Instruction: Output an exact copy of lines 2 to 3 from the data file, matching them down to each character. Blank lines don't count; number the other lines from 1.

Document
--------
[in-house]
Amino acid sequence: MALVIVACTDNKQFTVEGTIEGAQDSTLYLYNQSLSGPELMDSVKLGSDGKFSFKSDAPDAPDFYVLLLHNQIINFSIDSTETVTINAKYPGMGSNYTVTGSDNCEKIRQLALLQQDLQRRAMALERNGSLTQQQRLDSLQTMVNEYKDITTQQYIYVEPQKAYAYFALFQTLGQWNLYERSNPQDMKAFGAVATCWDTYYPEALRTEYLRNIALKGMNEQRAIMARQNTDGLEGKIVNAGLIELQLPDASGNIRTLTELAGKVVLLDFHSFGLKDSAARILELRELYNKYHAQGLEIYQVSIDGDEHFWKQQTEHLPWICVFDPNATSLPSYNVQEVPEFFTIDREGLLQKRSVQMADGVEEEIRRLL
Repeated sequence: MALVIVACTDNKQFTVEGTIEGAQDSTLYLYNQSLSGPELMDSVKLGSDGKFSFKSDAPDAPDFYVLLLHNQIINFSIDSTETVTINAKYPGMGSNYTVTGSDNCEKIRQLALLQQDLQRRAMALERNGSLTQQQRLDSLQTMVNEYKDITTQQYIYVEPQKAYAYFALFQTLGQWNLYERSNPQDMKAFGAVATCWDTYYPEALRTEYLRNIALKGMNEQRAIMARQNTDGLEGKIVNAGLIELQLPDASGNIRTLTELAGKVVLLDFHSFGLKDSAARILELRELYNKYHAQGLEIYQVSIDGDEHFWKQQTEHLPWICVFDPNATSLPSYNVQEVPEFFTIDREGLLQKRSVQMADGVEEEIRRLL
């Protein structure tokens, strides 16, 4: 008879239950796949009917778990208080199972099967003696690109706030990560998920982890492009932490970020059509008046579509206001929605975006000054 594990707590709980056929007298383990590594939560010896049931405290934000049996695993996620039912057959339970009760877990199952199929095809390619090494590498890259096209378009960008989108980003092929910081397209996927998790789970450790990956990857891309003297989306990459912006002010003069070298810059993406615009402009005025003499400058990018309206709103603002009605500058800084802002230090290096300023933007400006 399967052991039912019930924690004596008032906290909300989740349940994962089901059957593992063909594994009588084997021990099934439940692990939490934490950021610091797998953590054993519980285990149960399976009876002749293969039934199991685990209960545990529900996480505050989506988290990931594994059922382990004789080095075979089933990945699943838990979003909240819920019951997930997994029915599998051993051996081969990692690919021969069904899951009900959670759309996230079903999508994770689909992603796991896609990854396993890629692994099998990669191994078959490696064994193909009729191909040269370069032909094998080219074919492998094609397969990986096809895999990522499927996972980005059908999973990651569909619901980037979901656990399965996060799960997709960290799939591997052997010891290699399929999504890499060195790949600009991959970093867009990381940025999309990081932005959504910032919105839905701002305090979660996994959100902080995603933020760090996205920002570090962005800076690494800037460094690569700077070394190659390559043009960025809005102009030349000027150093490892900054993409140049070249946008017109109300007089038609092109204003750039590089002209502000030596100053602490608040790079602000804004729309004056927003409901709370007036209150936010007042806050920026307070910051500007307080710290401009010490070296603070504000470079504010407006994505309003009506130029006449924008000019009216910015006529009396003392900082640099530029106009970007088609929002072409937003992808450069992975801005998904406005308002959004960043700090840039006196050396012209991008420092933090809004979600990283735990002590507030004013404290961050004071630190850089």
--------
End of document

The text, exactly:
Amino acid sequence: MALVIVACTDNKQFTVEGTIEGAQDSTLYLYNQSLSGPELMDSVKLGSDGKFSFKSDAPDAPDFYVLLLHNQIINFSIDSTETVTINAKYPGMGSNYTVTGSDNCEKIRQLALLQQDLQRRAMALERNGSLTQQQRLDSLQTMVNEYKDITTQQYIYVEPQKAYAYFALFQTLGQWNLYERSNPQDMKAFGAVATCWDTYYPEALRTEYLRNIALKGMNEQRAIMARQNTDGLEGKIVNAGLIELQLPDASGNIRTLTELAGKVVLLDFHSFGLKDSAARILELRELYNKYHAQGLEIYQVSIDGDEHFWKQQTEHLPWICVFDPNATSLPSYNVQEVPEFFTIDREGLLQKRSVQMADGVEEEIRRLL
Repeated sequence: MALVIVACTDNKQFTVEGTIEGAQDSTLYLYNQSLSGPELMDSVKLGSDGKFSFKSDAPDAPDFYVLLLHNQIINFSIDSTETVTINAKYPGMGSNYTVTGSDNCEKIRQLALLQQDLQRRAMALERNGSLTQQQRLDSLQTMVNEYKDITTQQYIYVEPQKAYAYFALFQTLGQWNLYERSNPQDMKAFGAVATCWDTYYPEALRTEYLRNIALKGMNEQRAIMARQNTDGLEGKIVNAGLIELQLPDASGNIRTLTELAGKVVLLDFHSFGLKDSAARILELRELYNKYHAQGLEIYQVSIDGDEHFWKQQTEHLPWICVFDPNATSLPSYNVQEVPEFFTIDREGLLQKRSVQMADGVEEEIRRLL